Closing the gender equity gap in our lifetime has the potential to unlock huge economic opportunities for business.

Katica Roy
Apr 5, 2018 · 4 min read

Today, we are experiencing a global push for gender equality, gender equity, and diversity, within business. Social media movements like #MeToo, #TimesUp, and #PressForProgress, and marches and rallies like those we observed on International Women’s Day this year, have shed a positive spotlight on the benefits and economic opportunities of fostering gender equity inside business.

Given this, what can executive-level decision makers do to embrace this movement and realize the positive economic benefits of closing the gender equity gap?

Gender equity isn’t only good for society; it’s great for business too.

If we remove the social aspects of gender inequity in business, and view the issue from a strictly financial standpoint, it becomes clear a lack of gender equality inside companies has a substantial impact on financial outcomes, and therefore presents a huge economic opportunity. The McKinsey Global Institute estimates closing the gender equity gap globally could add $12Trillion in annual gross domestic product.

“The potential economic and development gains from gender equality are vast and well-documented — and yet they are currently being bypassed.” — BNY Mellon and United Nations Foundation report, Return On Equality

Expanding the numbers of women in leadership roles creates opportunities for positive economic growth.

Closing the pay gap isn’t the only way for executives to move the needle on issues related to gender equality. In the United States, women hold just 21% of senior leadership roles. There are more than a few reasons to encourage expanded female representation in these top-level positions. A 2016 paper from the Peterson Institute for International Economics, found increasing the numbers of women in C-Suite positions from zero to 30%, is associated with a 1% increase in net margin, or a 15% increase in profitability overall for the average company surveyed. A New York Times article discussing the Peterson Institute findings explained, “Companies pondering the incentives for increased gender diversity in their executive ranks may need to look no further than the bottom line.”

“Women’s leadership cannot be a ‘nice-to-have’ for business. Companies that continue to have male-dominated leadership will miss out on business opportunities unlocked by gender-balanced teams.” — Paul Polman, CEO, Unilever

Increased gender equity gives businesses a competitive advantage.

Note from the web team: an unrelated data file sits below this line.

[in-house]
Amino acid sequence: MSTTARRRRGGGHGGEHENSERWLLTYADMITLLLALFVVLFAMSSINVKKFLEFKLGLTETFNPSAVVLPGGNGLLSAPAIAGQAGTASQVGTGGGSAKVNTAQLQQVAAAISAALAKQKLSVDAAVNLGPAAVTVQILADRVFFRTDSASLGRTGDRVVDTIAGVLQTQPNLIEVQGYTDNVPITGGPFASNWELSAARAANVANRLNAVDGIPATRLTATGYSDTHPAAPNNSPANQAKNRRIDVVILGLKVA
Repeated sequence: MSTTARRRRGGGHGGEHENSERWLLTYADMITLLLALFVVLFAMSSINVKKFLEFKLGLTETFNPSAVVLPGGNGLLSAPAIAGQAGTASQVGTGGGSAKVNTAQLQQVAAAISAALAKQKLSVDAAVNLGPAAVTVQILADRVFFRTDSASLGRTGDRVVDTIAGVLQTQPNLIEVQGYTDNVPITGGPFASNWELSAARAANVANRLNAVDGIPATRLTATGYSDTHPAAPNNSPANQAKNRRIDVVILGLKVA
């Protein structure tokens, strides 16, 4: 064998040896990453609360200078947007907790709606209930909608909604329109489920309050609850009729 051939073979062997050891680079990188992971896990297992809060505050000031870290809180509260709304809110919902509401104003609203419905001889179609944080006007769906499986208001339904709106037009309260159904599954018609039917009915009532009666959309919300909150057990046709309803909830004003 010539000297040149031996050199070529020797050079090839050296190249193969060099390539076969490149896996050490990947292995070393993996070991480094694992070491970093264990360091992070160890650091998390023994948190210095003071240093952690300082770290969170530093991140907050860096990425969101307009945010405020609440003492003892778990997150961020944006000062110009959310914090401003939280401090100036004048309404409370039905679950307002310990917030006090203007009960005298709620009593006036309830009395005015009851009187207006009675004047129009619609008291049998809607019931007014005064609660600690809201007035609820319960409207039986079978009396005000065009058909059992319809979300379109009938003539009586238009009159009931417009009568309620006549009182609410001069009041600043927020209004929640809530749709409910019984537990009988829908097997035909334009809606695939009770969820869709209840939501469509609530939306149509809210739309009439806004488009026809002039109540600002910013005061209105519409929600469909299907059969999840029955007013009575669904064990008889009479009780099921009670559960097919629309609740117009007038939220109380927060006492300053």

The adoption of gender equity initiatives at the executive-level not only equates to overall economic growth — it has the potential to give companies a leg up on the competition.

In a recent survey conducted by HR services company Randstad US, 80% of women polled said they would switch employers if they felt another company offered greater gender equality. Of the women surveyed, only 31% feel their current employers provide women and men with equal opportunities. Companies who place importance on expanding gender equality at the executive-level experience positive economic growth, and attract top-talent, creating opportunities for long-term financial development.

A 2017 Facebook IQ survey found when brands promote gender equality on the social media platform, 79% of women and 75% of men say they feel more positive toward the company. In today’s world, individuals and employees want to work for and interact with companies committed to gender equality.

“Because gender-biased firms do not reward employees with responsibilities commensurate with their talent, they lose out to rivals that do not discriminate. Their lack of gender diversity affects the bottom line.” — Harvard Business Journal, 2016

Good mission underscores good business line.

The World Economic Forum predicts it will take 217 years to achieve global gender parity. While this figure presents a hurdle to overcome, as increasing numbers of business leaders realize the potential for global economic growth that will arrive from eliminating the gender equity gap, this outlook will shift.

In the UK, laws now require businesses of 250 or more to report wages across genders. This law, and similar laws, like those passed in Iceland, point to changing views on the issues related to gender equity and equality.

As executives continue to recognize the immense economic opportunities associated with closing the gender equity gap, and open the doors to more women in leadership roles, everyone benefits — from shareholders and the C-Suite, to employees and their families.

Taking action is difficult if executives don’t know where to start. Enter Pipeline.

The Pipeline platform uses Artificial Intelligence, to assess, uncover, and monetize closing the gender equity gap in business, thereby unlocking the potential for unparalleled economic growth. We are the key to enabling business leaders to close the gender equity gap in their companies and to realize the positive financial benefits of doing so.

Pipeline is purpose-built to help companies to increase economic outcomes through closing the gender equity gap. Get in touch to learn more.

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Katica Roy

Written by

CEO of Pipeline Equity | Gender Economist | Award-Winning Leader | On a mission to achieve gender equity, once and for all.

Inside the Salesforce Ecosystem

Brought to you by Salesforce AppExchange, learn customer and business success insights - straight from leaders in the Salesforce ecosystem.

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